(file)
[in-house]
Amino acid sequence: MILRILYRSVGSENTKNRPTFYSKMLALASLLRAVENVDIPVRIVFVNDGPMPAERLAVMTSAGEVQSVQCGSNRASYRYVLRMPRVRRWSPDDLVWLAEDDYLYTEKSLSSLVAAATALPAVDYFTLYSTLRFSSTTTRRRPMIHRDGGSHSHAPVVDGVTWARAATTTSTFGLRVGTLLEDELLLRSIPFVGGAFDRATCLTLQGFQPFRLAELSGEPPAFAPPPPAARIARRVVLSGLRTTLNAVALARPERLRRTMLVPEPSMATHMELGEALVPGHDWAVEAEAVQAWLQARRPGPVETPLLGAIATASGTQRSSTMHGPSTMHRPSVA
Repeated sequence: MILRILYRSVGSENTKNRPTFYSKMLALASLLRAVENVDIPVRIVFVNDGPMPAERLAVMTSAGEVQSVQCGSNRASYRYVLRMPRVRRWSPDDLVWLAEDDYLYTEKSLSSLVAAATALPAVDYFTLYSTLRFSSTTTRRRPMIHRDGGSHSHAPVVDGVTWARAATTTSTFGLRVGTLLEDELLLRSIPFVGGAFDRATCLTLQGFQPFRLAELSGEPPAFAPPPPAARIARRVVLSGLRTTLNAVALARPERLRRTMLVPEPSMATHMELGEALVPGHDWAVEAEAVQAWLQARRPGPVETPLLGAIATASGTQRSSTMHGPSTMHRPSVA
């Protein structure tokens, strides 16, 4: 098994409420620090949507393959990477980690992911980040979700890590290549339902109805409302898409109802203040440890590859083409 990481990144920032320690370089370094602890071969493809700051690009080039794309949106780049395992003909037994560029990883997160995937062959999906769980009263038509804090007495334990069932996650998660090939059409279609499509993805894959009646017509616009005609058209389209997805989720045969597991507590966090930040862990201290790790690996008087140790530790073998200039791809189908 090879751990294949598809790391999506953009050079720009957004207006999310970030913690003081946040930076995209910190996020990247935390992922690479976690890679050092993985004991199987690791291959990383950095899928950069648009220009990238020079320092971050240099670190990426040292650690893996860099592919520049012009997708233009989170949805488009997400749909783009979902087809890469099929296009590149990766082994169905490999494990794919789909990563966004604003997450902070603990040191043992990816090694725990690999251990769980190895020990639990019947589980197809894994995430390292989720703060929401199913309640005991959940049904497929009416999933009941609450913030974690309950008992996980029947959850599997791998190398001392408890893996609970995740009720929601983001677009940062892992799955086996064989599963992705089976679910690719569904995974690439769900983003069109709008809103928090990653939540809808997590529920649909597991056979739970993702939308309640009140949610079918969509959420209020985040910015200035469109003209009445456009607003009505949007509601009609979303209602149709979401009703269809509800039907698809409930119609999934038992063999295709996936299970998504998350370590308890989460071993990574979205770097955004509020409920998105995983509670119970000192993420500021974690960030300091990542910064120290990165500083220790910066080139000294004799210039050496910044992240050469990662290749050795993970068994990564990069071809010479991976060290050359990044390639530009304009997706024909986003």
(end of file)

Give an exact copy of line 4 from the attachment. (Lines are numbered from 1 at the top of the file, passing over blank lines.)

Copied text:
């Protein structure tokens, strides 16, 4: 098994409420620090949507393959990477980690992911980040979700890590290549339902109805409302898409109802203040440890590859083409 990481990144920032320690370089370094602890071969493809700051690009080039794309949106780049395992003909037994560029990883997160995937062959999906769980009263038509804090007495334990069932996650998660090939059409279609499509993805894959009646017509616009005609058209389209997805989720045969597991507590966090930040862990201290790790690996008087140790530790073998200039791809189908 090879751990294949598809790391999506953009050079720009957004207006999310970030913690003081946040930076995209910190996020990247935390992922690479976690890679050092993985004991199987690791291959990383950095899928950069648009220009990238020079320092971050240099670190990426040292650690893996860099592919520049012009997708233009989170949805488009997400749909783009979902087809890469099929296009590149990766082994169905490999494990794919789909990563966004604003997450902070603990040191043992990816090694725990690999251990769980190895020990639990019947589980197809894994995430390292989720703060929401199913309640005991959940049904497929009416999933009941609450913030974690309950008992996980029947959850599997791998190398001392408890893996609970995740009720929601983001677009940062892992799955086996064989599963992705089976679910690719569904995974690439769900983003069109709008809103928090990653939540809808997590529920649909597991056979739970993702939308309640009140949610079918969509959420209020985040910015200035469109003209009445456009607003009505949007509601009609979303209602149709979401009703269809509800039907698809409930119609999934038992063999295709996936299970998504998350370590308890989460071993990574979205770097955004509020409920998105995983509670119970000192993420500021974690960030300091990542910064120290990165500083220790910066080139000294004799210039050496910044992240050469990662290749050795993970068994990564990069071809010479991976060290050359990044390639530009304009997706024909986003």